By Nikolai Dienerowitz, Hiten Patel, Daniela Peterhoff, Michael Wagner, and Tobias Wuergler.
This article was first published on May 12, 2020.
COVID-19 will play a crucial role in defining how financial market infrastructure evolves over the next decade. In our report we outline three waves of management actions to help navigate the challenges ahead.
Coronavirus (COVID-19) has had a major impact on the global economy. Financial markets have seen unprecedented activity, such as the MSCI World dropping by nearly 30 percent during a five-week period, with both the supply and demand-side fundamentally upended across the globe.
Financial market infrastructures (exchanges, clearinghouses, central securities depositories and custodians, financial data, and technology providers) have been robust, providing the community with stable platforms and operations, as well as timely information to transact throughout the turmoil. Operations of most firms have coped well with the crisis to date, as business continuity plans (BCP) have been deployed, and the workforce has adapted accordingly. Also, risk management systems provided the required buffers so far. Access to capital, liquidity and information has been maintained, and on even the most volatile days markets have functioned as expected.
The medium-term is likely to become even more challenging for the economy and financial markets, especially given the potential for significant credit issues. The corporate sector will be hit by supply disruptions and weak demand. Banks, in turn, while still well capitalized, will be hit by a combination of lower revenues from muted corporate client activity, lower interest rates, and potentially significant credit losses. The sell-side may be hit by substantial losses as a result (please see our joint report with Morgan Stanley, Steering Through The Next Cycle, for the outlook for wholesale banking this year). In parallel the buy-side has seen both outflows and dramatic portfolio rebalancing during the crisis.
The role of market infrastructure firms post-pandemic
In this context, market infrastructure firms will play an even more crucial role in the financial market ecosystem, maintaining functioning secondary markets as well as helping the real economy recapitalize in primary markets, and supporting the community more broadly longer-term. In the short-term, the increase in trading volumes will help exchanges and clearinghouses generate higher fee income, but volumes after the initial turmoil and the dearth of new public market issuances will slow growth in the medium-term. Data consumption and other services may be scrutinized and fall victim to further cost-cutting exercises amongst clients.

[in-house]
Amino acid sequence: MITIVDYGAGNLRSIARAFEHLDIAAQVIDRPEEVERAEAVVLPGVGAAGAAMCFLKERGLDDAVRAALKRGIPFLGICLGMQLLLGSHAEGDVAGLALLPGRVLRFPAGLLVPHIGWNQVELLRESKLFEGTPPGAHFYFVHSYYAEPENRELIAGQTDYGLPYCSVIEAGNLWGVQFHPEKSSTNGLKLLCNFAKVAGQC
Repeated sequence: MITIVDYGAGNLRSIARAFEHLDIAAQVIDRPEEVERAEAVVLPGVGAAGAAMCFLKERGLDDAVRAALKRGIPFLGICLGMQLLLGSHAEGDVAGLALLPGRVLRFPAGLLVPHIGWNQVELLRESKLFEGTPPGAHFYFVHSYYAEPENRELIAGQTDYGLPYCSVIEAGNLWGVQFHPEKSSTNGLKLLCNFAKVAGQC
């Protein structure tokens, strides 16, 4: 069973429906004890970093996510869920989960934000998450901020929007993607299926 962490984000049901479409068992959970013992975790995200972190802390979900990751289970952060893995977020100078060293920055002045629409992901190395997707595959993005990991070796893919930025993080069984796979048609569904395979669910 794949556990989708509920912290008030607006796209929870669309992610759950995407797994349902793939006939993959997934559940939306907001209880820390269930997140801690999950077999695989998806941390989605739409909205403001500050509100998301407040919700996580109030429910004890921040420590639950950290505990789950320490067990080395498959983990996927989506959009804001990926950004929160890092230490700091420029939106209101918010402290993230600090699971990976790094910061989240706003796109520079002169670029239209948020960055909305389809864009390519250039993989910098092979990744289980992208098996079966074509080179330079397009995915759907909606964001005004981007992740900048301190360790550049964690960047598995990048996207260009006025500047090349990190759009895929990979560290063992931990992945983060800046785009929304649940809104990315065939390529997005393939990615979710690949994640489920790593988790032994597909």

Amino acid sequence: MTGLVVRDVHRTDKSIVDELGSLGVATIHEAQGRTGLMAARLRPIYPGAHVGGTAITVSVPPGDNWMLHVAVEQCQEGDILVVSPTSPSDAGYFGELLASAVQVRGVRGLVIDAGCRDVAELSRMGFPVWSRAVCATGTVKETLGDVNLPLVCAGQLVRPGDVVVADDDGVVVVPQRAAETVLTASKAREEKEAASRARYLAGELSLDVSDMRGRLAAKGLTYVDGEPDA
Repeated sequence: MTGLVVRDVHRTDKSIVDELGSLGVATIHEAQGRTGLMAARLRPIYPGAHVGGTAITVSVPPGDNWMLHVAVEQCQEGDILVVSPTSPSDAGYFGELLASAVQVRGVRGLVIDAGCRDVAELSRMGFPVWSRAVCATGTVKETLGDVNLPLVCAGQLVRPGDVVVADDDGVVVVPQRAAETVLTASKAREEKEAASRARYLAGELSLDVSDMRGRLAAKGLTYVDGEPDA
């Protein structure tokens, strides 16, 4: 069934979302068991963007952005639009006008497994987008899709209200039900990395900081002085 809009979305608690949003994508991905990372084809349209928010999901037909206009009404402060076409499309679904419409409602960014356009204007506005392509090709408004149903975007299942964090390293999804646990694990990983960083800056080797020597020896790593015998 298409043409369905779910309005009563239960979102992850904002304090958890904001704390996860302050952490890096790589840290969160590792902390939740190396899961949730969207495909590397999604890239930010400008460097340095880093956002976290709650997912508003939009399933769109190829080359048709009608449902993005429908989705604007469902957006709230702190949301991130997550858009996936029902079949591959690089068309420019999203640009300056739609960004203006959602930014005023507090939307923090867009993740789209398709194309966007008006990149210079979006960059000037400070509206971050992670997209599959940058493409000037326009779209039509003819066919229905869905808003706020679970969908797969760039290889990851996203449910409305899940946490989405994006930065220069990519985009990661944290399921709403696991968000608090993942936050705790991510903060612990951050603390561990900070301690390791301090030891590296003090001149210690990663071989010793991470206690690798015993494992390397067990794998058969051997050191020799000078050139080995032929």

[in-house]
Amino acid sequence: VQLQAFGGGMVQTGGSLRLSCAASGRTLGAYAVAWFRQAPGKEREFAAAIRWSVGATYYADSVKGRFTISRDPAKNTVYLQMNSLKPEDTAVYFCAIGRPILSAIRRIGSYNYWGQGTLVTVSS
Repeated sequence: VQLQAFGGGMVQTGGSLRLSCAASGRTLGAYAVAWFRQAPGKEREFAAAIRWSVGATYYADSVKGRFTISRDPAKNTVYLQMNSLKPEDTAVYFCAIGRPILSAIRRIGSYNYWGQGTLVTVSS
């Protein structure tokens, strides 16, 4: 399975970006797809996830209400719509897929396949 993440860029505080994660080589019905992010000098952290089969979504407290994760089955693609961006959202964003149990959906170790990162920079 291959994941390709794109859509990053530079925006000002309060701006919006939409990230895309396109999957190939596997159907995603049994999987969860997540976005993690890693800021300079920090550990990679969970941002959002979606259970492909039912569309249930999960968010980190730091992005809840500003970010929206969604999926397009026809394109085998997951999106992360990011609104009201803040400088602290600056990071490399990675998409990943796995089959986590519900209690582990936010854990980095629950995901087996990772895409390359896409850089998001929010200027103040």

The global financial crisis triggered a decade long evolution for financial market infrastructure, resulting in an expanded role across trading, clearing and data. COVID-19 will play a crucial role in defining how financial market infrastructure evolves over the next decade, as the capital markets seek greater levels of resilience. To fully enable remote working across the ecosystem will likely require a broader role for infrastructure.
In our report we explore three waves of management actions to help navigate the challenges ahead.
Wave 1: Ensuring stability in volatile markets explores how market infrastructure firms are continuing to provide stability and continuity for their clients in turbulent times.
Wave 2: Maintaining resilience in a down-turn focuses on how to navigate the pandemic and credit cycle over the next 12-18+ months, re-opening and managing constrained workplaces, ensuring that financial risk management practices remain robust, and adapting business continuity and resilience plans.
Wave 3: Support the re-build and recovery looks ahead to the transformation activities which will be required as we will eventually re-emerge from the crisis, with the fundamentals of the industry (and its clients) having changed, and how to position for recovery and rebound.